Yesterday was Minnesota Atheists’ regional conference, the first conference our group has run on its own. (Though American Atheists provided some sponsorship for this conference, they did not get involved in the planning as they did last year.) Friday night was the Mr. Paul Aints game. Although I can’t yet say how they did financially, because we worked hard to keep prices down, I hereby declare both big successes as events.
Some thoughts from the two days:
- When there’s shit going down on your blog network, it is really, really nice to have a reason to spend some time in the same place together. Doubly so when you can chat informally about everything you know is going on behind the scenes. The same goes for seeing other people who are also thoroughly involved in the movement and care about the outcome of this.
- It is possible to get diverse audiences for your conference. Our attendance was so close to 50% female that I can’t tell you until we run the numbers whether men or women were in the majority in our audience. We had excellent attendance from people under age 40, including a few SSA group leaders, and still had plenty of the older attendees who dominated at last year’s AA regional conference. We need to do better with people of color, as a whole, not just at this event. We had a much smaller percentage of people of color in the audience than we did at the podium. Minnesota is relatively white, but the Twin Cities isn’t so much. We can do better than we’re doing.
- Things we were complimented on: People liked the diversity of topics that we brought in by having eight workshops led by people who don’t normally speak at our conferences. With four tracks of two time slots each, people were able to choose what they wanted to see. Having to move everyone out of the rooms to reset for meals, and having a number of shorter breaks pushed people away from sitting in one spot for the entire conference. There was a lot of mingling and getting to know other atheists.
- Things I received negative feedback on: A few of the workshops were mini-lectures more than they were participatory experiences. That may have been my fault, because I didn’t make it clear to everyone recruiting workshop speakers what the parameters for a workshop should be. That’s fixable if we do another conference. We didn’t always make it clear that questions should be questions, so they weren’t always. The chicken was slightly overcooked.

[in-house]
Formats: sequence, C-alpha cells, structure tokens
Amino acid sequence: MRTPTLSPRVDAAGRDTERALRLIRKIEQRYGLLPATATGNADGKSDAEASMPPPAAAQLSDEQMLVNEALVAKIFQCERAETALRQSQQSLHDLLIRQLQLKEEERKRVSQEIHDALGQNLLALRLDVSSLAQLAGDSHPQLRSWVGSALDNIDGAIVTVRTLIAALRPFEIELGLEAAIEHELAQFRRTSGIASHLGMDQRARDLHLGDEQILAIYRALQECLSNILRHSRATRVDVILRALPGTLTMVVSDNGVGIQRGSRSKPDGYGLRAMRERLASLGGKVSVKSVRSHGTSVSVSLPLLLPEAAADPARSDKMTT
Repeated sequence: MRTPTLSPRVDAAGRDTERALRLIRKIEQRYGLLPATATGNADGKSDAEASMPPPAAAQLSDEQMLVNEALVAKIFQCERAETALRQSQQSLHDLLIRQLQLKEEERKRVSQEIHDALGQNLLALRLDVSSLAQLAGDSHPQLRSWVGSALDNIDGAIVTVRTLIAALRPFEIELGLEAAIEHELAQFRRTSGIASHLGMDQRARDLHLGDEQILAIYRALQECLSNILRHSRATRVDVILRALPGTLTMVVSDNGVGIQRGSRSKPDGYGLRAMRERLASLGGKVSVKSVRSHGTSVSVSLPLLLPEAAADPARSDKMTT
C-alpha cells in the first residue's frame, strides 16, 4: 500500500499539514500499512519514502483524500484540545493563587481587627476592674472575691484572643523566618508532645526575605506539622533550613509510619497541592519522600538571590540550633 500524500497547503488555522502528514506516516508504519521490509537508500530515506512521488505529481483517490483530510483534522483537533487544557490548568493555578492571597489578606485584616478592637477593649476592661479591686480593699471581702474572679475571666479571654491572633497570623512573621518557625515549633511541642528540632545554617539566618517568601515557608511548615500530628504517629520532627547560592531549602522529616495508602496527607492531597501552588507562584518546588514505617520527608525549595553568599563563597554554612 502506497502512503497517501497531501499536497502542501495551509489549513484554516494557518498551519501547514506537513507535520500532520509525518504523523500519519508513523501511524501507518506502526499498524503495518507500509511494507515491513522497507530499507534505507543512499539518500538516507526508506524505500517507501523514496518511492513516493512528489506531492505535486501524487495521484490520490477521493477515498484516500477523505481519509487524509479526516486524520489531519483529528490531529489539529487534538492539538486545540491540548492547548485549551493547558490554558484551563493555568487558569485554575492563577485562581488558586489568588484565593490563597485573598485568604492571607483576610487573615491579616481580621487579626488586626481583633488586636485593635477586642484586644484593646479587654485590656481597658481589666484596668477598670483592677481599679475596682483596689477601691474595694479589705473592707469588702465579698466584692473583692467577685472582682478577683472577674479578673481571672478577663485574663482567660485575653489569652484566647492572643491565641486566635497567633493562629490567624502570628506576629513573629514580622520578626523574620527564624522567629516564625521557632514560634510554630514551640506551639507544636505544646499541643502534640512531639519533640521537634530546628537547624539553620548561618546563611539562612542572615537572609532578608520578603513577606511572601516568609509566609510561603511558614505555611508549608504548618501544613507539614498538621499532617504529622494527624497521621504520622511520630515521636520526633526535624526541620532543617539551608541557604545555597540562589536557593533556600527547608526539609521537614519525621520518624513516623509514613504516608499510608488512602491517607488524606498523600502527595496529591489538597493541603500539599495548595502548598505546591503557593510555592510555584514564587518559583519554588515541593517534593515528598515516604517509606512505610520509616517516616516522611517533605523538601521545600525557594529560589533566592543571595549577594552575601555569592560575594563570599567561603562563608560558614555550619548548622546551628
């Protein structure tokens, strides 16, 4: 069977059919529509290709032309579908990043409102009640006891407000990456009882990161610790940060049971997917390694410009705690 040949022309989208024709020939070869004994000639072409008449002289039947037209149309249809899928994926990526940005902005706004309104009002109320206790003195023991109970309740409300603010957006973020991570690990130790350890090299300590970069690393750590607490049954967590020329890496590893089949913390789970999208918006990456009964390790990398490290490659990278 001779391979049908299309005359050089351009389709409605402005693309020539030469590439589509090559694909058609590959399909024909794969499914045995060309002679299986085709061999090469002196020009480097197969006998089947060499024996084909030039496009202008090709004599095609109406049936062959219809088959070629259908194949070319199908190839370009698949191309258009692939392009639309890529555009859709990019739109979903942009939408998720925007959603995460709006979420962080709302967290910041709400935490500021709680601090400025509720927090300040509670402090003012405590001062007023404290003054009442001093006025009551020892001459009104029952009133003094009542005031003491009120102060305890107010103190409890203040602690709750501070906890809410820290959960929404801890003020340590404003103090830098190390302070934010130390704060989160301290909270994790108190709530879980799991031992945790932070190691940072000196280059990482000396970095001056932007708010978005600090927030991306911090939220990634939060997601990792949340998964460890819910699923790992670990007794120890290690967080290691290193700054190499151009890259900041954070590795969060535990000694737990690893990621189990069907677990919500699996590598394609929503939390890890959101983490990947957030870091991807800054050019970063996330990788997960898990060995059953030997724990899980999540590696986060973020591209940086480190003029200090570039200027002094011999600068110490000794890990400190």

- Groups want to put on more of these events. For FtBCon II, we should have another panel on conference organizing focusing on non-student groups. We should also have SkepTech’s Chelsea Du Fresne talk about using social media during your conference.
- Harassment policies are still a big deal, even with people who don’t spend that much time online. On one side, I was recruited for a best-practices sort of project. On the other, one of the questions asked during Q&A yesterday was really, “Why are focusing on this and making it a big deal? I don’t want to say it’s not, but I don’t have the background for this.” We need to find ways to put years of history into context for people who don’t know or care about the ins and outs. I’m hoping I did that well answering the question. There will be video eventually, so people can tell me whether I did.
- I managed to run a panel on accommodation versus confrontation that people weren’t completely bored attending, but mostly by saying up front that I was a bit bored with the topic, so we were going to dump the false dichotomy and talk tactics. Nobody tells better Dave Silverman jokes than Amanda Knief, except maybe Dave Silverman. I consider the day won because I got PZ to admit to circumstances under which he will adopt an accommodationist approach. It’ll be on the video.
- This is an uncomfortable time to hear people say that they’re fans. Being unable to avoid the flaws in people who have been held up as heroes, watching as people twist their own thinking around to allow those people to remain heroes–it makes me want to flinch away from that sort of thing. I don’t, because this isn’t the fault of people who read or listen and enjoy my work and want to offer support. They’re the folks supporting me as I do what I can to see these problems get fixed. But it’s still uncomfortable.
- After talking to people who do know what’s going on and who are thinking about ways to avoid the corruption that’s facilitated it, I’m really happy to have a good local group with a good membership base. I’m really happy we have institutions like Skepticon and SkepTech. I really, really like organizations that aren’t dependent on a few large donors to do what they do. We need to figure out how to scale that up, because we do need representation at the national level.
- I love these things, but I need a nap.